Gina Cooper fiddles with the square gold ring on her left pinkie while recounting her and her son’s experience with homelessness. She sits in the day center of Home & Hope, a shelter that supports four to five homeless families at a time in the Bay Area. For five months, this ivory-painted center was the only place Cooper could shower and do laundry. Now, it is her office, where she works as Home & Hope’s program manager.
Cooper’s story is one with a happy ending, but her guilt about having once fallen into homelessness remains. She pauses, blinking back tears, before saying, “It was our little secret. Our lives were reduced to homelessness, and I felt responsible. I felt 100 percent responsible.”
It was our little secret. Our lives were reduced to homelessness, and I felt responsible. I felt 100 percent responsible.
In 2012, Cooper and her son, Dante Walton, then 12, lived in a small apartment in Belmont, California, with Cooper’s mother, Margie Cooper. Though Gina Cooper was only making $9 an hour working as a cashier at Belmont’s Goodwill, her income, combined with Margie’s, helped the small family make ends meet.
But on March 12, 2012, Margie drove herself to the doctor and returned with a cancer diagnosis. She told Cooper and Walton that evening; Cooper arranged to take off work for her mother’s first appointment later that month. On March 21, 2012, before they could attend that appointment, Margie passed away.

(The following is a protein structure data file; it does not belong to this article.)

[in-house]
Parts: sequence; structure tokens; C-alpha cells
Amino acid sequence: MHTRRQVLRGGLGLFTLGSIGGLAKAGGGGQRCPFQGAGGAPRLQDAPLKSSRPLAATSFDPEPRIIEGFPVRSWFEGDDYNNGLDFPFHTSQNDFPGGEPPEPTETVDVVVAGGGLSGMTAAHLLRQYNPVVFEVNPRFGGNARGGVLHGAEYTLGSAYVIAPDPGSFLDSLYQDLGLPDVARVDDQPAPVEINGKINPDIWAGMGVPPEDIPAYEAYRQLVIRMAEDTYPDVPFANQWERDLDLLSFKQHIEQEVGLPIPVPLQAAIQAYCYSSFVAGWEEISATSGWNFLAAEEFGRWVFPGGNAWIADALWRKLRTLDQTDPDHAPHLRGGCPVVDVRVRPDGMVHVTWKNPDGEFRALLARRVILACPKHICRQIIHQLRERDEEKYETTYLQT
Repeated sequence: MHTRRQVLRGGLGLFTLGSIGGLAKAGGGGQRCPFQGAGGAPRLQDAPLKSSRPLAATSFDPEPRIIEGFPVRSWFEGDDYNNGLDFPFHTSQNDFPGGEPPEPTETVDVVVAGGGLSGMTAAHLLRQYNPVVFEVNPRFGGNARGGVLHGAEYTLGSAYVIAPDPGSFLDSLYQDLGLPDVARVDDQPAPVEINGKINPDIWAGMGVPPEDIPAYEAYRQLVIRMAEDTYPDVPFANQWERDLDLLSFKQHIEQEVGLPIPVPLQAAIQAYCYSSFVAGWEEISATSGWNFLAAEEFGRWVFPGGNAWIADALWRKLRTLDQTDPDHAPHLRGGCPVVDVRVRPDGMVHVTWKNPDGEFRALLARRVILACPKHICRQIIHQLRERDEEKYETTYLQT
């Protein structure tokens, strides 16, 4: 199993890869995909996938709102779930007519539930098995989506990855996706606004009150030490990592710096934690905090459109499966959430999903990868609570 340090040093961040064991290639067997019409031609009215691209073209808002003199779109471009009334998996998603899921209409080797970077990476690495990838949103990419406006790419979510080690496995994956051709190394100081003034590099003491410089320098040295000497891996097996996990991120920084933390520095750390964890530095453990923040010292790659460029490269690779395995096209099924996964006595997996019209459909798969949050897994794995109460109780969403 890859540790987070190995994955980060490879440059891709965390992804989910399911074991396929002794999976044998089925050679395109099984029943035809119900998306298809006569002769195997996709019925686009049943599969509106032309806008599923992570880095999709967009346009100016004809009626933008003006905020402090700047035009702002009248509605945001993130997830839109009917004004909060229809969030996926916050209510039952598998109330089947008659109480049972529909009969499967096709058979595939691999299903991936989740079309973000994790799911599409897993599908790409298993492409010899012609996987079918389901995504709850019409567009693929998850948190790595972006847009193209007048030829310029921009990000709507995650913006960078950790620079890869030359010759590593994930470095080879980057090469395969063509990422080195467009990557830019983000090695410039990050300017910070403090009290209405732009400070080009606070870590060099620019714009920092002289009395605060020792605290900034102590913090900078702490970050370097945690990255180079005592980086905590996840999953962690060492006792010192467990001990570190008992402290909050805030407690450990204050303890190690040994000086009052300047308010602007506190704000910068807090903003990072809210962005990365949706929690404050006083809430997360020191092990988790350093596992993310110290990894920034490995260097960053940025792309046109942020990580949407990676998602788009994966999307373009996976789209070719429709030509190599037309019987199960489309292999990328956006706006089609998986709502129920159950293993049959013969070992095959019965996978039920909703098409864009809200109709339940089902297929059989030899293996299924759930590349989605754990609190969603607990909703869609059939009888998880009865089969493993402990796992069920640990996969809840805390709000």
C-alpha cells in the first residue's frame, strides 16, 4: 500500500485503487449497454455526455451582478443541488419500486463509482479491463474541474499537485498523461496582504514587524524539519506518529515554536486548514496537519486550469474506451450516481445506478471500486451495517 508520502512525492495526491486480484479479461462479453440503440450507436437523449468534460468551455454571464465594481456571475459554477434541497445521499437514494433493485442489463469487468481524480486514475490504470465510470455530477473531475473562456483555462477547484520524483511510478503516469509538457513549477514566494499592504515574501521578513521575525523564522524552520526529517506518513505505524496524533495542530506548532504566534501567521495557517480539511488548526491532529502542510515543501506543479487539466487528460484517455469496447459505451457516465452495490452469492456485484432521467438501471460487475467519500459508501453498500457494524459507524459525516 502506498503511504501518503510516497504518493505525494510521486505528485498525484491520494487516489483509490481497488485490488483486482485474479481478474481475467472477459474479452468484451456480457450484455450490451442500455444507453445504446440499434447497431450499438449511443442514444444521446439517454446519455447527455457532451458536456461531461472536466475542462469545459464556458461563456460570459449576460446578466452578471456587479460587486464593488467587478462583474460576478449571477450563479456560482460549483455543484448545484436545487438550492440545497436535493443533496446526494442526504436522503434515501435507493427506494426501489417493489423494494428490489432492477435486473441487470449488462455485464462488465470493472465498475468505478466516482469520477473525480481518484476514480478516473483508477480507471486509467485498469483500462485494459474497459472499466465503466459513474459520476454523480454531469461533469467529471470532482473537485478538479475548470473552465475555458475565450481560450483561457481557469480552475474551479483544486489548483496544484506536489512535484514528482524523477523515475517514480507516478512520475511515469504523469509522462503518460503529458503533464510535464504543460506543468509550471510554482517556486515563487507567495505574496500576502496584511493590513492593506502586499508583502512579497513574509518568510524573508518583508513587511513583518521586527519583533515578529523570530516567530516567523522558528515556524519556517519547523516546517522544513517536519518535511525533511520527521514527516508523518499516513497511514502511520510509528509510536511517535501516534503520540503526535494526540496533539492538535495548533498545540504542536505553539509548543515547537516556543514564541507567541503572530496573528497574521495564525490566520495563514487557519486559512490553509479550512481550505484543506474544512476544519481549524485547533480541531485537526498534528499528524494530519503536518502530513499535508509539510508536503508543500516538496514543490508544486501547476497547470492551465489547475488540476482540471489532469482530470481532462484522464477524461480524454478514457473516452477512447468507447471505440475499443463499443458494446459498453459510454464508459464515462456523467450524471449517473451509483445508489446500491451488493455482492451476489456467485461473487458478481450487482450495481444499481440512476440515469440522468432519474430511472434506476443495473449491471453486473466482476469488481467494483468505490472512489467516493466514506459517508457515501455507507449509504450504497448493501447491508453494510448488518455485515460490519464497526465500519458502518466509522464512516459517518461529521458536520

On that day, Cooper lost many things — her mother, the emotional stability she had come to rely upon since becoming a single mother, and Margie’s income. Walton, too, lost his Mimi, who had taught him how to cook while his mom worked long hours. But as residents of increasingly affluent San Mateo County, grief became a luxury they could literally not afford.
The cost of living in Northern California was rising quickly, especially in San Mateo County. The county’s rental costs were tied with San Francisco’s and Marin’s as the highest in the country, according to the National Low Income Housing Coalition.
Cooper’s income wasn’t enough to cover her and Walton’s needs, and they were soon evicted from their Belmont apartment. For three months, they slept on the couches of nearby friends. However, these friends were also struggling; feeding and housing Cooper and Walton grew too heavy a burden.
Having exhausted her support system , Cooper and Walton became homeless. They joined roughly 150 families in San Mateo County living without a home, seeking aid from shelters and nonprofits. Everywhere they went, they found crowded shelters with long waiting lists. Often, they did not qualify for aid because Cooper still held a job.